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F. B. Sear and Zilah Quezado Deckker

Building or precinct with tiers of seats surrounding a central space used for public spectacles.

F. B. Sear

The Roman amphitheatre differs from a theatre in that it is elliptical in shape, has seats all round the arena and was used either for gladiatorial games or for contests between men and beasts. Under the arena floor were cages for the animals, and rooms and movable platforms for the props and scenery. Spectators were protected from the sun by a canvas awning suspended on ropes that were attached to masts around the top of the outer wall and secured to bollards at ground-level.

During the earlier Republican period gladiatorial games at Rome were held either in the Circus Maximus or in the Forum Romanum, with the spectators seated on temporary wooden benches. The senatorial ban on permanent theatres also applied to amphitheatres, with the result that even during the late Republic only temporary amphitheatres were erected at Rome, such as the one built by the senator ...


Michael Forsyth

Building or part of a building in which public performances of music or events with musical accompaniment are held. The earliest public concerts in Europe were held in taverns, coffee-houses and assembly rooms. High-society concerts took place in the music- and ballrooms of such palaces as the Redoutensaal in the Hofburg, Vienna; these differed little from other rooms, except perhaps in their decoration. The earliest purpose-built concert halls appeared in London: the first such room, said by the amateur musician Roger North to have been ‘reared and furnished on purpose for publick music’ (Roger North on Music, ed. J. Wilson, London, 1959), was in the York Buildings, off the Strand, a fashionable development of c. 1675. During the next century many others followed, notably Giovanni Gallini’s celebrated Hanover Square Rooms (1773–5; destr. 1900), London, at which J. C. Bach and others held subscription concerts. The earliest concert hall still in use is the ...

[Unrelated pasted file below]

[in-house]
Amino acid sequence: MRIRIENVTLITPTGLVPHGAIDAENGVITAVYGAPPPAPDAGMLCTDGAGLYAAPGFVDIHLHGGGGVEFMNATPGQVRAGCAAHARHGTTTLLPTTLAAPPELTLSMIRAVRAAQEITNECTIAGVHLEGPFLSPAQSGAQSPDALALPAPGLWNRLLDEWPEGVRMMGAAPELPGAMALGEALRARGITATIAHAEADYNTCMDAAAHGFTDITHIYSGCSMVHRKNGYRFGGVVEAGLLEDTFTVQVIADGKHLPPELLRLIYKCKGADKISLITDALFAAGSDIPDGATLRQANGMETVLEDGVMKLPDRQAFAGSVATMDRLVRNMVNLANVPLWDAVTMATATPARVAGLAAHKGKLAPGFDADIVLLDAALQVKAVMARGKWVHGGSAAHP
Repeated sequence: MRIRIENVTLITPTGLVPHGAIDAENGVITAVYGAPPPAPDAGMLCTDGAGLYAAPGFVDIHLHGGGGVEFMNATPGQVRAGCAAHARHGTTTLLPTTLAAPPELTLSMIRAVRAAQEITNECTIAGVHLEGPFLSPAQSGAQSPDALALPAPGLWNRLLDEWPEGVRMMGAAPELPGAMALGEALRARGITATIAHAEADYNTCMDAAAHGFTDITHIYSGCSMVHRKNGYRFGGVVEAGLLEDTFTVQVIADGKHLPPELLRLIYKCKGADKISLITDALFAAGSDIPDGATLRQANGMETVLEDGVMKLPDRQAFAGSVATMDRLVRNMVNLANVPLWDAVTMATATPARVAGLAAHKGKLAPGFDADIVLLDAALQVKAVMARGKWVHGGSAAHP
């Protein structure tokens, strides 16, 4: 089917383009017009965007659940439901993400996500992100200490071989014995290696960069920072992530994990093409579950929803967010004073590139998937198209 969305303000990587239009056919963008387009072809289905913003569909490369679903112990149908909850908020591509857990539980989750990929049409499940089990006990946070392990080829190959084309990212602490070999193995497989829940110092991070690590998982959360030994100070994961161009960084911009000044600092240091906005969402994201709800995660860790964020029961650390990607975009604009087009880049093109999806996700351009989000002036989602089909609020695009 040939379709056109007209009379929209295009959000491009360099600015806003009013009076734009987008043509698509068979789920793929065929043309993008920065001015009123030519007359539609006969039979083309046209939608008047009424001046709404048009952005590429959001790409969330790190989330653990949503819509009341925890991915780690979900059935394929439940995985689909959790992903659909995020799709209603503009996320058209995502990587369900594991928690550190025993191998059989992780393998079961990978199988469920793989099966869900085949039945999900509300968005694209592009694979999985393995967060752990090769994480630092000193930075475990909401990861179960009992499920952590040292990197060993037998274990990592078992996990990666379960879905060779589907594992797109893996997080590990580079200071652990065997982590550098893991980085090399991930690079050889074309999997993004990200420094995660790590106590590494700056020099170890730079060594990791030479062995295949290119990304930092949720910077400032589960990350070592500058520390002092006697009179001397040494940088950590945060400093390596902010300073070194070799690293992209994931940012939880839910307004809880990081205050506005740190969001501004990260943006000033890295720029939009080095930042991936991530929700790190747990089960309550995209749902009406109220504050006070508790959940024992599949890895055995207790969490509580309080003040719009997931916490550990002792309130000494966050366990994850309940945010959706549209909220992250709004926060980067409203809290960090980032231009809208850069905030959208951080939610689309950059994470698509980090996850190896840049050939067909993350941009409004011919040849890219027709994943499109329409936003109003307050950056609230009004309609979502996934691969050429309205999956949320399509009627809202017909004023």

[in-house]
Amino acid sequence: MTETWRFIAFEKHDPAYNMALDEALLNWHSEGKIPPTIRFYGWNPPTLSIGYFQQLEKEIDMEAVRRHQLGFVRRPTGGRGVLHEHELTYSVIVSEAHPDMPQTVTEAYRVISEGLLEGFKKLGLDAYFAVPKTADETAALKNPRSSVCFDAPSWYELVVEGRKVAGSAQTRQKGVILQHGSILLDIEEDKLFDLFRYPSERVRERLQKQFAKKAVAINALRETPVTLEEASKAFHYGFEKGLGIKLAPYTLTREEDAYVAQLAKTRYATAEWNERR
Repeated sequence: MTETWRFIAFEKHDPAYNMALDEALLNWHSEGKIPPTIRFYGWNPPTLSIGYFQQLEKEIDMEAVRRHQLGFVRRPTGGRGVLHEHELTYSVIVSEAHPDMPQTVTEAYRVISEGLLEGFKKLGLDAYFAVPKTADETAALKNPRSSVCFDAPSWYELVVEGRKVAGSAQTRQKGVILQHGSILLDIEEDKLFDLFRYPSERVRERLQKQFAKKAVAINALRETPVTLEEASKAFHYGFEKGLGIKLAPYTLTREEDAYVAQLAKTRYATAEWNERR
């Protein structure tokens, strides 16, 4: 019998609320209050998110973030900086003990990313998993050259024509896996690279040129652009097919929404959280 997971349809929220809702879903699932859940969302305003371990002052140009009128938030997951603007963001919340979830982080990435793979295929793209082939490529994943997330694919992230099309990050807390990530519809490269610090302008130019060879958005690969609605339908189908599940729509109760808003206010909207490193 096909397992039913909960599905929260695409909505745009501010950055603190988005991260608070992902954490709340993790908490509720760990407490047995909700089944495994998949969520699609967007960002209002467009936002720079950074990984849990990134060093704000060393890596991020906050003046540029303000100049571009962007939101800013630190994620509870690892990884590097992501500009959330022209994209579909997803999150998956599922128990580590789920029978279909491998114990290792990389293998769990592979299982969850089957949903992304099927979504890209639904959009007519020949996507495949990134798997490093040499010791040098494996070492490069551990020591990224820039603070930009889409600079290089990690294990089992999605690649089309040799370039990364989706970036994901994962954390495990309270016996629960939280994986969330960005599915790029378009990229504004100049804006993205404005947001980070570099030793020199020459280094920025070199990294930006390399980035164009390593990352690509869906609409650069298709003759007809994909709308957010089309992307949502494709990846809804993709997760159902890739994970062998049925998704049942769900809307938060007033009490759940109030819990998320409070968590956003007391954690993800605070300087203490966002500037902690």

Julia Robinson

American artists’ space located at 239 Thompson Street at the south edge of Washington Square in New York City. Beginning in the late 1950s the Judson Church hosted experimental avant-garde activities—art installations, Happenings, the beginnings of postmodern dance—launching a now celebrated group of artists, dancers, poets and composers, and fueling the radical downtown art scene. The platform of free expression Judson provided for the untested work of the 1960s generation, at a time when these artists were far from established, was a critical contribution to the invention, originality and ultimate international renown of these preeminent American artists.

Built in 1890 and designed by the renowned architect Stanford White (of McKim, Mead & White), the church’s original mission was to serve the immigrant population of Lower Manhattan with health and recreational programs as well as religious services. In the 1950s Reverend Bob Spike (1949–55) asked his seminary intern, Budd Scott, to go into the neighborhood and spend time with the locals—including a significant contingent of struggling artists—to discover their needs. Scott found out that the artists urgently needed a place to present their work. Judson’s national reputation for fostering radical artistic practice came under the tenure of Reverend Howard Moody (...